British High Commissioner Michael Nevin has urged the Malawi Government to be decisive on the proposed disposal of State-owned commercial bank, Malawi Savings Bank (MSB), to maintain the stability of the financial sector.
He said, in an interview in Lilongwe on Friday, that ‘toxic’ loans should be dealt with as part of that process to make the bank viable, but should be done in a transparent manner with no elements of favouritism so that taxpayers should not lose out.
Said Nevin: “Clearly, government has to deal decisively with the sale of MSB because it [puts at] risk the stability of the financial sector. Private businesses are usually better at running private sector institutions especially banks.
“The issue of toxic debts has to be dealt with as part of that process to make the bank viable, but it has to be done in a transparent manner with no elements of favouritism so that taxpayers should not lose out.”
He said those who got the bank into this situation should be accountable and that government should not pay loans on their behalf.
“Any claim against government if they are offsetting loans needs to be verified as genuine,” he said.
Nevin’s sentiments come at a time the civil society has given government a 60-day ultimatum not to sell the bank, warning of unspecified actions from Malawians.
The warning by the civil society comes against the background of government taking over MSB’s ‘toxic’ loans worth K6.4 billion (US$14 million) owed by politically connected companies and individuals, which has attracted public anger.
But in a statement released at weekend, government admitted creating the situation that has put MSB in this predicament, saying it used the bank to offer loans and payments, which ended up compromising the professionalism of the bank’s management.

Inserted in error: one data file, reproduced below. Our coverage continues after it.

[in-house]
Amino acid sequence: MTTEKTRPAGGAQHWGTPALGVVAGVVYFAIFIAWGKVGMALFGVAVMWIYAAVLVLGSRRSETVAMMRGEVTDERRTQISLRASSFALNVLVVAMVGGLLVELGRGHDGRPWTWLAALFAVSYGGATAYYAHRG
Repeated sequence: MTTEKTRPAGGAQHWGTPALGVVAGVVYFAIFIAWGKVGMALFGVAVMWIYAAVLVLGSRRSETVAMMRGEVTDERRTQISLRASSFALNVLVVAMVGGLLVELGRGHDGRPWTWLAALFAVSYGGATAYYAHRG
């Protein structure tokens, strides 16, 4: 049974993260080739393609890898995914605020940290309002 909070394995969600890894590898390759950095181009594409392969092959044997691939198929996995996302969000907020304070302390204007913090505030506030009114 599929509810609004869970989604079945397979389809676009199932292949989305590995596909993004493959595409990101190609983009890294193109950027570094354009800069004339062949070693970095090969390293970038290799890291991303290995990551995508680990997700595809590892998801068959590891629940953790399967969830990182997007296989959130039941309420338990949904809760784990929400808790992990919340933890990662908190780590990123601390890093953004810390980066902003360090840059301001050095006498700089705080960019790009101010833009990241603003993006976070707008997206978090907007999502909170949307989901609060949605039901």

The statement further said it was government’s strong view that the bad portfolio management practices imposed on the bank’s management would arise regardless of the political party in power.
Reads the statement in part: “In particular, each party would exploit the opportunity to abuse the bank on account that it is wholly-owned by the government.
“Political interference in State-owned enterprises is a worldwide reality, which supports the argument for privatisation and divestiture, as advanced by the IMF and World Bank.”
Meanwhile, government is setting up a yet-to-be named independent agency to collect outstanding loans owed to the bank.
Two of the individuals earmarked for the job are Chadwick Mphande, former chief executive officer of Carlsberg Malawi Limited and chartered accountant Nkondola Uka, a managing partner in account, audit and business advisory firm Deloitte.
Earlier this year, government through the Public Private Partnership Commission (PPPC) invited bids from strategic investors to buy its stake in MSB and Indebank Limited.
Through the transactions, government wanted to, among other things, ensure that MSB and Indebank meet new Basel II regulatory requirements in terms of capitalisation.
National Bank of Malawi (NBM) has since been named as the preferred bidder for Indebank while FDH Financial Holdings Limited—the parent company of FDH Bank—was designated as the preferred bidder for MSB, but the deal is facing resistance from several stakeholders, including opposition parties, civil society organisations and more recently concerned MSB employees.